Joe, many thanks for this. I'll work my way through your (always fascinating) calculated fields to see if I can make sense of what you've done.
An interesting real-life complexity is that the projections for the current year are not going to be based on current-year data but rather on data from prior years. That's bound to add a fair bit of complexity to the calculations. It seems to me that means I can't use a filter to show just the data for the current year. Rather, some other means will be needed so that the data for all years is available for the formulae (which will have to have some year-specific aspects in the calculated field definitions so that ratios for each of the last five years can be generated).
Mark, all that you are looking for can be done with table calculations, likely a set of nested table calcs to combine different partitioning setups, and a table calc for filtering the display. With details on the logic desired, and sample representative data, and example can be made.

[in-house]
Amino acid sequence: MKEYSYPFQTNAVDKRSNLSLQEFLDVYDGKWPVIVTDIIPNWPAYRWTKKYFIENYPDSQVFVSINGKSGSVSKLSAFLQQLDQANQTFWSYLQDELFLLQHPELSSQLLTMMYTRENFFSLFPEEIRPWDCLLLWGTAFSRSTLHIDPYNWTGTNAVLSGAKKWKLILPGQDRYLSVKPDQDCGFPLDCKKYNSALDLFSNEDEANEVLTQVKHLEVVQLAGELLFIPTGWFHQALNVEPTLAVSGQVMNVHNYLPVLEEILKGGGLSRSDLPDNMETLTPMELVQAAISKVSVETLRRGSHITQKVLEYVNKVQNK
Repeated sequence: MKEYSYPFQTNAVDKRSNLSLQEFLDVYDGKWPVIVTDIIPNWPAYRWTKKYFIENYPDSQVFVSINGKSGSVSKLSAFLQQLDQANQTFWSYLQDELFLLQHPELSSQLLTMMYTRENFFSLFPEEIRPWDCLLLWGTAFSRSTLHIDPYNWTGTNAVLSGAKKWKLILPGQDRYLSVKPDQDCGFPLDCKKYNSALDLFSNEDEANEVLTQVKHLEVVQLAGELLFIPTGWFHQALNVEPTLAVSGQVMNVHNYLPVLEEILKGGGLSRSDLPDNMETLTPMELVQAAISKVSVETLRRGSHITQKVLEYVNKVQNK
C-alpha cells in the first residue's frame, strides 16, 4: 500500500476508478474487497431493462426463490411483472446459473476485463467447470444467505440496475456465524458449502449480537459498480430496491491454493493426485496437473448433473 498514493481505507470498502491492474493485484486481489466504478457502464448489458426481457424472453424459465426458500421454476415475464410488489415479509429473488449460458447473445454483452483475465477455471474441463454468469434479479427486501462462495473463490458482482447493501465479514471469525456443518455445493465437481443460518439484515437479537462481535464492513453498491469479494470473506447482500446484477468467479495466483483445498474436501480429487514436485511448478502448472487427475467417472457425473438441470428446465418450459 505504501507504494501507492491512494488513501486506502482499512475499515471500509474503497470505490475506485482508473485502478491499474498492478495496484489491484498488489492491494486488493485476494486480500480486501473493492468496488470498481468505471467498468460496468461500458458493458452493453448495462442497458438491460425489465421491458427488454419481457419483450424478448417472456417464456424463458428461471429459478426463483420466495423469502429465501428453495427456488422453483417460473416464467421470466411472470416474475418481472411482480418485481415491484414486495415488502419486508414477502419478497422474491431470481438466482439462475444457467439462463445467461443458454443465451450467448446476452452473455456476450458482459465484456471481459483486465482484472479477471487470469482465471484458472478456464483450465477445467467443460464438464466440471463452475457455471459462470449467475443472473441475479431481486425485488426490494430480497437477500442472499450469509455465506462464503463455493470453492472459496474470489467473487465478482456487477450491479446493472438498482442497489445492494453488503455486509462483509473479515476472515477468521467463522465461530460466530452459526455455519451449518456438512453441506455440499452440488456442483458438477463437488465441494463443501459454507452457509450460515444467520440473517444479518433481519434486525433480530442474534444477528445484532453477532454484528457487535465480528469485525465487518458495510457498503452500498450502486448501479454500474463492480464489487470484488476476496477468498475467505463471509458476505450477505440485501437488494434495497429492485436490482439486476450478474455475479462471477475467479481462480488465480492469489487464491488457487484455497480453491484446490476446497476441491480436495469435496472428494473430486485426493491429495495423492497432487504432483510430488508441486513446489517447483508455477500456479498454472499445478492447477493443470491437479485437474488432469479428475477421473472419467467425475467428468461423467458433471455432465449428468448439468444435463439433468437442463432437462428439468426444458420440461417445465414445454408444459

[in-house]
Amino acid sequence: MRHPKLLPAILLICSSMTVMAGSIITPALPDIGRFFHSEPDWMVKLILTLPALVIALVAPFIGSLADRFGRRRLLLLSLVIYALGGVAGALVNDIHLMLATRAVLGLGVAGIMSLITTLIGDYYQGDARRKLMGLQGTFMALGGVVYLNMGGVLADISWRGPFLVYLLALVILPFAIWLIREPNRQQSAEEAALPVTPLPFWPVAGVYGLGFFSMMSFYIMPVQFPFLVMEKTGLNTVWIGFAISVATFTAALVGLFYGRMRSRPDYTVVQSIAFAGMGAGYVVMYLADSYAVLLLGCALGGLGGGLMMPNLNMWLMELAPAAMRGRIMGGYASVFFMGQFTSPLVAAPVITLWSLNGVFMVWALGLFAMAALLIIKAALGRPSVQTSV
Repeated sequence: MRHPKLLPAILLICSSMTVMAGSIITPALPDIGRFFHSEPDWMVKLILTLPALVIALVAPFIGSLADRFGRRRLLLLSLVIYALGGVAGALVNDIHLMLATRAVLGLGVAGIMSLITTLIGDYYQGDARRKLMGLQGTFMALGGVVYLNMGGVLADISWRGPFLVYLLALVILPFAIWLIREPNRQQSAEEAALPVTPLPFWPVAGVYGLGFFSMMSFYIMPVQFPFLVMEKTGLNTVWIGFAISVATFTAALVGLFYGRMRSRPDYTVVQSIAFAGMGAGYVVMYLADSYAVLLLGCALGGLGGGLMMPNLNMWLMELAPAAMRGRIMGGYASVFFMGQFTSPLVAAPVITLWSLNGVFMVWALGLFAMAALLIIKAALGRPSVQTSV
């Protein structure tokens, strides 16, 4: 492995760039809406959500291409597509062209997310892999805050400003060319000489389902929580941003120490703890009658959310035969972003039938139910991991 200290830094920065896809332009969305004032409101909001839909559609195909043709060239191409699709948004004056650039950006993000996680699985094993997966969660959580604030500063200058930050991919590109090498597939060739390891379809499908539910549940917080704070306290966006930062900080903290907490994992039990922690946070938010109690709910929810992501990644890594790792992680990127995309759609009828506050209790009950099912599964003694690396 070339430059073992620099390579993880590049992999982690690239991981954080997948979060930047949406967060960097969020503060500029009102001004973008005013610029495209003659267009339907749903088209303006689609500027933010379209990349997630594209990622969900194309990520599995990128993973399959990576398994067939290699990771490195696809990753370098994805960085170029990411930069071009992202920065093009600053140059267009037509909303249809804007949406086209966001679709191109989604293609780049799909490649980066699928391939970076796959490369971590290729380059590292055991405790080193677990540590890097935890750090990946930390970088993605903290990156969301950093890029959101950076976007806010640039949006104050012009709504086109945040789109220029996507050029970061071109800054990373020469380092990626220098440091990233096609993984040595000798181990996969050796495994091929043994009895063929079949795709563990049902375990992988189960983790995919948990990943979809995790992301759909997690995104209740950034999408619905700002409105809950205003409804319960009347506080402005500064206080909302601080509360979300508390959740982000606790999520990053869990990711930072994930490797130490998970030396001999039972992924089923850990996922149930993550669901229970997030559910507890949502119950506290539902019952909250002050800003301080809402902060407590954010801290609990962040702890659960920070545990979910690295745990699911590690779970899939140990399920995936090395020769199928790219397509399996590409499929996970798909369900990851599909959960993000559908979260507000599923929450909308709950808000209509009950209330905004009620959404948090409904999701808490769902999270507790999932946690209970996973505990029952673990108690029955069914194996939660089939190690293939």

I've attached an Excel workbook that has a description of the required calculations, sample data, and sample charts. My sense is that the calculations involved are fairly complex and involve quite a few steps. Perhaps Tableau is smart enough to calculate everything in the appropriate sequence, so long as the calculated fields are carefully defined.
The workbook describes two possible approaches for the projection calculations. One approach is a basic "straight-line from this point to the end of the year" projection, while the second, more-detailed approach involves monthly computations. The latter would be considered ideal, but I expect the former is a more realistic approach.